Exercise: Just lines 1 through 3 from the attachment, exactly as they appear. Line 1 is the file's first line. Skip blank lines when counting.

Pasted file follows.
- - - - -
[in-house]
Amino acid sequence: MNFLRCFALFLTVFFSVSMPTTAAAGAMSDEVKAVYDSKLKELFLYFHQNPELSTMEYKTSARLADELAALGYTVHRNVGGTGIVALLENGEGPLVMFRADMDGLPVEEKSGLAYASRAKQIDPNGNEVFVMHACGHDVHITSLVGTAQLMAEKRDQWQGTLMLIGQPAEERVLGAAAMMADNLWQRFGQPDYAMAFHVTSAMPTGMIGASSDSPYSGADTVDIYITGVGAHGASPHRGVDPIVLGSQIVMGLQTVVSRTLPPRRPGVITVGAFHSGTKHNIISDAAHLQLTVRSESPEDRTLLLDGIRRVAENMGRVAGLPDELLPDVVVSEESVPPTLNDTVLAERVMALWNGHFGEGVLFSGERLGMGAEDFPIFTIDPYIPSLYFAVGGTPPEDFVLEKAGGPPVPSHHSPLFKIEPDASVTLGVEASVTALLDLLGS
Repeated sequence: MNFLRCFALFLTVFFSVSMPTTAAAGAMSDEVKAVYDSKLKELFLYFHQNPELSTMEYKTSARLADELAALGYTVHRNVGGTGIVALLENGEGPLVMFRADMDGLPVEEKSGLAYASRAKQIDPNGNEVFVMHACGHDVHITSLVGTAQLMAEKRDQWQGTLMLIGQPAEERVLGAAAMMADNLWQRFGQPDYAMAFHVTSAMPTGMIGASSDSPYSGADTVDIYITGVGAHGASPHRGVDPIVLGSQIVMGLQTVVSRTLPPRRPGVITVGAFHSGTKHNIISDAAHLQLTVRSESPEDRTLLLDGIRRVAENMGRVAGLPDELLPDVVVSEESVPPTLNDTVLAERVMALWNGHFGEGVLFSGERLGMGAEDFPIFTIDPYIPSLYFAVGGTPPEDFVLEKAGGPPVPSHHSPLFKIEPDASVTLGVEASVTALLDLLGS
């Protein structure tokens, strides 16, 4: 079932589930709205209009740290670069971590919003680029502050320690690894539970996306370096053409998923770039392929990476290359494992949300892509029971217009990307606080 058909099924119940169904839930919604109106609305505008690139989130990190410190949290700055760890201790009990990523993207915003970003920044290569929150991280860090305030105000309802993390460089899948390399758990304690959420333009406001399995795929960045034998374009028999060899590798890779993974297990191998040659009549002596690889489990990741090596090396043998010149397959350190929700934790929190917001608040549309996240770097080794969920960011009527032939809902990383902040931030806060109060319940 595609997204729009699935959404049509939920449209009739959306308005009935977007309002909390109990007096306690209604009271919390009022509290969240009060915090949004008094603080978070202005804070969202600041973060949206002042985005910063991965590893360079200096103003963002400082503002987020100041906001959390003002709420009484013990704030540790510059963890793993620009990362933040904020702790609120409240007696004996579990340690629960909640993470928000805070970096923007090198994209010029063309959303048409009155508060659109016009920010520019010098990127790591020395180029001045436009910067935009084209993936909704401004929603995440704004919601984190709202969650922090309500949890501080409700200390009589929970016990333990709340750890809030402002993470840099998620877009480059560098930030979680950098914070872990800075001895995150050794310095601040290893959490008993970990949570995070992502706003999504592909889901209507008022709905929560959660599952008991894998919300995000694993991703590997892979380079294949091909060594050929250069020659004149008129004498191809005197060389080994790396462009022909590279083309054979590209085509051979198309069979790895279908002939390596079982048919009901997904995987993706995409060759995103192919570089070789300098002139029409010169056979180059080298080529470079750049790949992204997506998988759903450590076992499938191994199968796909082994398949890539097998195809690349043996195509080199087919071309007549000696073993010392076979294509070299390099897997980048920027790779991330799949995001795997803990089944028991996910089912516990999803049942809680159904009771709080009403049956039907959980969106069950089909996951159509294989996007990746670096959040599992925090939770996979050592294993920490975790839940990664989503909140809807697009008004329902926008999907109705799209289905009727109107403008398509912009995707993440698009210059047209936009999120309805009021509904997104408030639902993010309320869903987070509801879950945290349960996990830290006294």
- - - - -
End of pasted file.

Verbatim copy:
[in-house]
Amino acid sequence: MNFLRCFALFLTVFFSVSMPTTAAAGAMSDEVKAVYDSKLKELFLYFHQNPELSTMEYKTSARLADELAALGYTVHRNVGGTGIVALLENGEGPLVMFRADMDGLPVEEKSGLAYASRAKQIDPNGNEVFVMHACGHDVHITSLVGTAQLMAEKRDQWQGTLMLIGQPAEERVLGAAAMMADNLWQRFGQPDYAMAFHVTSAMPTGMIGASSDSPYSGADTVDIYITGVGAHGASPHRGVDPIVLGSQIVMGLQTVVSRTLPPRRPGVITVGAFHSGTKHNIISDAAHLQLTVRSESPEDRTLLLDGIRRVAENMGRVAGLPDELLPDVVVSEESVPPTLNDTVLAERVMALWNGHFGEGVLFSGERLGMGAEDFPIFTIDPYIPSLYFAVGGTPPEDFVLEKAGGPPVPSHHSPLFKIEPDASVTLGVEASVTALLDLLGS
Repeated sequence: MNFLRCFALFLTVFFSVSMPTTAAAGAMSDEVKAVYDSKLKELFLYFHQNPELSTMEYKTSARLADELAALGYTVHRNVGGTGIVALLENGEGPLVMFRADMDGLPVEEKSGLAYASRAKQIDPNGNEVFVMHACGHDVHITSLVGTAQLMAEKRDQWQGTLMLIGQPAEERVLGAAAMMADNLWQRFGQPDYAMAFHVTSAMPTGMIGASSDSPYSGADTVDIYITGVGAHGASPHRGVDPIVLGSQIVMGLQTVVSRTLPPRRPGVITVGAFHSGTKHNIISDAAHLQLTVRSESPEDRTLLLDGIRRVAENMGRVAGLPDELLPDVVVSEESVPPTLNDTVLAERVMALWNGHFGEGVLFSGERLGMGAEDFPIFTIDPYIPSLYFAVGGTPPEDFVLEKAGGPPVPSHHSPLFKIEPDASVTLGVEASVTALLDLLGS